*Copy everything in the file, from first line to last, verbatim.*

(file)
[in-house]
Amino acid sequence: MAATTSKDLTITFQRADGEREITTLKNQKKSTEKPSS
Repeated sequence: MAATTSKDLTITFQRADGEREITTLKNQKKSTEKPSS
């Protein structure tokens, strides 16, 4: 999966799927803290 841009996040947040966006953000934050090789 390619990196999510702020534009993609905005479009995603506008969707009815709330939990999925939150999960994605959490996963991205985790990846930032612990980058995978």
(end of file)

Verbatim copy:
[in-house]
Amino acid sequence: MAATTSKDLTITFQRADGEREITTLKNQKKSTEKPSS
Repeated sequence: MAATTSKDLTITFQRADGEREITTLKNQKKSTEKPSS
């Protein structure tokens, strides 16, 4: 999966799927803290 841009996040947040966006953000934050090789 390619990196999510702020534009993609905005479009995603506008969707009815709330939990999925939150999960994605959490996963991205985790990846930032612990980058995978």